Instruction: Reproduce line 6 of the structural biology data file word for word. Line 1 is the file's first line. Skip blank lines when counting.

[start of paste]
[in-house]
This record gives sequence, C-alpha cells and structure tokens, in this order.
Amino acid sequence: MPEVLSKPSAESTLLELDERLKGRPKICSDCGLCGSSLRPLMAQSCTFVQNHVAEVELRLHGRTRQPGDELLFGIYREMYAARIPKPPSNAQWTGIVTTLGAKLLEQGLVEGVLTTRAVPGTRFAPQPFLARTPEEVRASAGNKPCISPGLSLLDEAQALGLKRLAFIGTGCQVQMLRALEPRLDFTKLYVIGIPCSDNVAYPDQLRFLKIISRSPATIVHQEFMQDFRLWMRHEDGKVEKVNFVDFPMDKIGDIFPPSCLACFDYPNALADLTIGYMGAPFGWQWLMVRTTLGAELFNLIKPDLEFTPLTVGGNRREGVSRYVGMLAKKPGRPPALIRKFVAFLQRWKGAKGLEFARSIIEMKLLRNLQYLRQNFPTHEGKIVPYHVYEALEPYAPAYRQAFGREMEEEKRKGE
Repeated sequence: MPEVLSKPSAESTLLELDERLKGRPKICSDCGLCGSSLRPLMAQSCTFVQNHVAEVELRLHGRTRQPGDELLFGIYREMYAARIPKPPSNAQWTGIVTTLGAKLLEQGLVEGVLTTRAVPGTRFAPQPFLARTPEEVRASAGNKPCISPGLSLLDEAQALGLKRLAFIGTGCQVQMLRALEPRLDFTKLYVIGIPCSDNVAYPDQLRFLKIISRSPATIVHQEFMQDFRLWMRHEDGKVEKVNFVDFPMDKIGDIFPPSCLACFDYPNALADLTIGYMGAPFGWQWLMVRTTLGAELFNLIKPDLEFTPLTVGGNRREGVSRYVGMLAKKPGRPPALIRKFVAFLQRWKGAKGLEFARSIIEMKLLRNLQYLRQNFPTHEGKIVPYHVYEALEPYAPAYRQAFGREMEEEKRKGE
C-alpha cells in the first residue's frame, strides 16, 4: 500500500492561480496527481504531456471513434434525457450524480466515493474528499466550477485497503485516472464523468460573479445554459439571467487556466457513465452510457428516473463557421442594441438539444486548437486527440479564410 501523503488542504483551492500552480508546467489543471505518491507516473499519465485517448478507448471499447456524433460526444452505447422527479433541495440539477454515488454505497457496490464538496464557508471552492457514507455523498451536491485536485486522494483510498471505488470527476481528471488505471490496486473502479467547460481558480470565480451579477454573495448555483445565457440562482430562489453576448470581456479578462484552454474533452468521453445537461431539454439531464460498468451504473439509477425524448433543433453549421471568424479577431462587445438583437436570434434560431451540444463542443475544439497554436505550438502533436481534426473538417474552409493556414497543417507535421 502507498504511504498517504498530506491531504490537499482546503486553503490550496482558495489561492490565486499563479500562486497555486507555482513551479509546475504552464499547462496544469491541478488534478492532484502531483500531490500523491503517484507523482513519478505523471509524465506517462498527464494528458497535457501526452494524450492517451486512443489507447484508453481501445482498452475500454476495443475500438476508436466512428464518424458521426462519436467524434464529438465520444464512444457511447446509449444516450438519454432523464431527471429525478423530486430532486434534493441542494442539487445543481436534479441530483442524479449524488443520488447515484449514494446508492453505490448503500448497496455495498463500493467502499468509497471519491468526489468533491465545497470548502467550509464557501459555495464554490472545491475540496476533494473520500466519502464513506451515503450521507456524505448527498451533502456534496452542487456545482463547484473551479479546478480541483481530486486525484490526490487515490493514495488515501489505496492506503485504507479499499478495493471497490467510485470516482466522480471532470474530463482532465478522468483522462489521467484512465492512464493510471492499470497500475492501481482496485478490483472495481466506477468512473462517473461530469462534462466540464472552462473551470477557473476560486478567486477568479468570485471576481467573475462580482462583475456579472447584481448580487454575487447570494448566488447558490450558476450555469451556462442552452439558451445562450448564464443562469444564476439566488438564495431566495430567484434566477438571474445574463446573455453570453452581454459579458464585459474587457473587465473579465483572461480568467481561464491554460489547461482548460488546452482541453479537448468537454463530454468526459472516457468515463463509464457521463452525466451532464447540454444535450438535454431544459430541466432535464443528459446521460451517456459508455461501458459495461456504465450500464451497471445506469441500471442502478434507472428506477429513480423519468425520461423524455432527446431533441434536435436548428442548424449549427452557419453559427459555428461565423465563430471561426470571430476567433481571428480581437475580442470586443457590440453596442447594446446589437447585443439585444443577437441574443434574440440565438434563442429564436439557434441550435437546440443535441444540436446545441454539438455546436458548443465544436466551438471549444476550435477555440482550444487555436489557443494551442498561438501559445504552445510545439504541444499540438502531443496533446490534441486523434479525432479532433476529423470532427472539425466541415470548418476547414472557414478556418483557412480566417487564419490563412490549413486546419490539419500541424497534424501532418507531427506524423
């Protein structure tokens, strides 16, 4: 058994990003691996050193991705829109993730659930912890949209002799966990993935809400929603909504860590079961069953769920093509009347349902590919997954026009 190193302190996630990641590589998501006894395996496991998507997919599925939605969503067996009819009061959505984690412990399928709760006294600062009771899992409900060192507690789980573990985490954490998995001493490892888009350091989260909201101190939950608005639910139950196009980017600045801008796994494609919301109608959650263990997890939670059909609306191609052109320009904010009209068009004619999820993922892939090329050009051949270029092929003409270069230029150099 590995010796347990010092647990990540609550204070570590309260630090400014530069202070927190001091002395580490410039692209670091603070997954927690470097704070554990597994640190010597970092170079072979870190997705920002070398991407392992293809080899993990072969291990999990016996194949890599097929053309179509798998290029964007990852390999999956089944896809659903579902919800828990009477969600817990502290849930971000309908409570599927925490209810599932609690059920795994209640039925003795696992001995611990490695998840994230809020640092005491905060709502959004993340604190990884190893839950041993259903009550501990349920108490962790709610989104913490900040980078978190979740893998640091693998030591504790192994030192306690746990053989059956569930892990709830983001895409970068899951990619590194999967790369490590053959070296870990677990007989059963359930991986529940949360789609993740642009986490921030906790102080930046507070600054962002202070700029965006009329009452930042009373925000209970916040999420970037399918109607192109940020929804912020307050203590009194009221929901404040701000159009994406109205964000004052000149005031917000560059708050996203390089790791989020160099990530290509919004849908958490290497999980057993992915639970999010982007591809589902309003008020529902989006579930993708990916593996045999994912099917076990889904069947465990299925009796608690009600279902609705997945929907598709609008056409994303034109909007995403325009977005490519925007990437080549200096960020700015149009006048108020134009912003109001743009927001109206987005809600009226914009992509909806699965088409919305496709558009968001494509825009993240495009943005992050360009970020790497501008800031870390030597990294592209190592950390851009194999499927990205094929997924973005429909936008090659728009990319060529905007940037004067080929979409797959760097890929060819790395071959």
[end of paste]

């Protein structure tokens, strides 16, 4: 058994990003691996050193991705829109993730659930912890949209002799966990993935809400929603909504860590079961069953769920093509009347349902590919997954026009 190193302190996630990641590589998501006894395996496991998507997919599925939605969503067996009819009061959505984690412990399928709760006294600062009771899992409900060192507690789980573990985490954490998995001493490892888009350091989260909201101190939950608005639910139950196009980017600045801008796994494609919301109608959650263990997890939670059909609306191609052109320009904010009209068009004619999820993922892939090329050009051949270029092929003409270069230029150099 590995010796347990010092647990990540609550204070570590309260630090400014530069202070927190001091002395580490410039692209670091603070997954927690470097704070554990597994640190010597970092170079072979870190997705920002070398991407392992293809080899993990072969291990999990016996194949890599097929053309179509798998290029964007990852390999999956089944896809659903579902919800828990009477969600817990502290849930971000309908409570599927925490209810599932609690059920795994209640039925003795696992001995611990490695998840994230809020640092005491905060709502959004993340604190990884190893839950041993259903009550501990349920108490962790709610989104913490900040980078978190979740893998640091693998030591504790192994030192306690746990053989059956569930892990709830983001895409970068899951990619590194999967790369490590053959070296870990677990007989059963359930991986529940949360789609993740642009986490921030906790102080930046507070600054962002202070700029965006009329009452930042009373925000209970916040999420970037399918109607192109940020929804912020307050203590009194009221929901404040701000159009994406109205964000004052000149005031917000560059708050996203390089790791989020160099990530290509919004849908958490290497999980057993992915639970999010982007591809589902309003008020529902989006579930993708990916593996045999994912099917076990889904069947465990299925009796608690009600279902609705997945929907598709609008056409994303034109909007995403325009977005490519925007990437080549200096960020700015149009006048108020134009912003109001743009927001109206987005809600009226914009992509909806699965088409919305496709558009968001494509825009993240495009943005992050360009970020790497501008800031870390030597990294592209190592950390851009194999499927990205094929997924973005429909936008090659728009990319060529905007940037004067080929979409797959760097890929060819790395071959």